Wednesday, March 12, 2008


Friday, March 7, 2008

It's hard to believe, but an actual former president came to Tupelo! The local paper said it was the first time since 1956, when Harry Truman paid a visit. National politicians usually ignore Mississippi, thanks to its relatively low number of voters and its reputation for socially conservative and racially divisive politics. Nevertheless, we were recently on the national political radar screen for a couple days, thanks to the contentious presidential primary for the Democratic Party nomination. However, instead of coming here herself, Hillary Clinton sent her, campaign for her.

Some of the local Tupelo crowd were very enthusiastic about such a prestigious visit. And there was no shortage of middle aged women screaming "We love you Bill!" at predictable intervals. Clinton gave a good stump speech covering issues like health care and green collar jobs and talked a bit about his Foundation and more than a bit about his Presidency. You could almost hear his handlers as he reminded the crowd, "But this isn't about me, this is about Hillary."

Carley attended the event with our good friend Emily and her sister Amy (pictured with Carley above), who was visiting from Knoxville, Tennessee, with her husband Jason for the weekend. (Rob stayed home with Rowan, since we didn't have a babysitter.)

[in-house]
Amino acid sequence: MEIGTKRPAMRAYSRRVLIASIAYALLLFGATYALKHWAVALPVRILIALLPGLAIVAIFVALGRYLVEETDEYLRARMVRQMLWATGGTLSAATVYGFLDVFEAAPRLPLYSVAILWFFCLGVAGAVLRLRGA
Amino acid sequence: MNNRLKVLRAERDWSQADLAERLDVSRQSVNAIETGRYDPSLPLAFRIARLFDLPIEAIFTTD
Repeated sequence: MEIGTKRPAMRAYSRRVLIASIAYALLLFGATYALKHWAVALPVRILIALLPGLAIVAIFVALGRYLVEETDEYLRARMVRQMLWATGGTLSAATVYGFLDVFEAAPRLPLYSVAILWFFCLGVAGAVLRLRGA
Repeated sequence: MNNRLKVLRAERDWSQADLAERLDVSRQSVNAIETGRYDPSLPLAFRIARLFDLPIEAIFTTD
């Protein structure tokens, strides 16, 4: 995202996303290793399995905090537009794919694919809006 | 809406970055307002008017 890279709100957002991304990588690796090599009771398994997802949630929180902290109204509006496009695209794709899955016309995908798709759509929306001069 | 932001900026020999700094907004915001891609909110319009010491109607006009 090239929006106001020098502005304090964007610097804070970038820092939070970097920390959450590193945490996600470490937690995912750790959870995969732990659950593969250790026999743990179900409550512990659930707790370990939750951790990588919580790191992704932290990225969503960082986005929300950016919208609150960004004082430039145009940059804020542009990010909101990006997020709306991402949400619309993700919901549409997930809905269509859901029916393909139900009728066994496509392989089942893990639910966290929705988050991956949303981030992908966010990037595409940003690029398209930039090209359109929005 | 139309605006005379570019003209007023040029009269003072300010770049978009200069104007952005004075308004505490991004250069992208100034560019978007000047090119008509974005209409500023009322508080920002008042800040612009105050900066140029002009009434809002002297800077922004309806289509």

What about the other candidate?

Unfortunately, Barack Obama didn't come to Tupelo, but he did visit nearby Columbus, Mississippi, a small city about an hour and 10 minutes south of us. The venue his campaign chose was inexplicably small given the crowds that Obama usually pulls, and the 1200 tickets were taken before we even knew they were available. Nevertheless, Carley donned her "Obama Mama" t-shirt and we made the trek to Columbus hoping to find a way inside. We never even got a glimpse, but we had a nice time outside on the grass, listening to his speech over the speaker system with the other good-natured folks who were shut out.

Although we didn't get to meet him, our very good friends Todd and Emily did, thanks to their position with the main local newspaper, the Daily Journal. Todd is one of the paper's photo-journalists, and Emily reports on Tupelo's municipal affairs.

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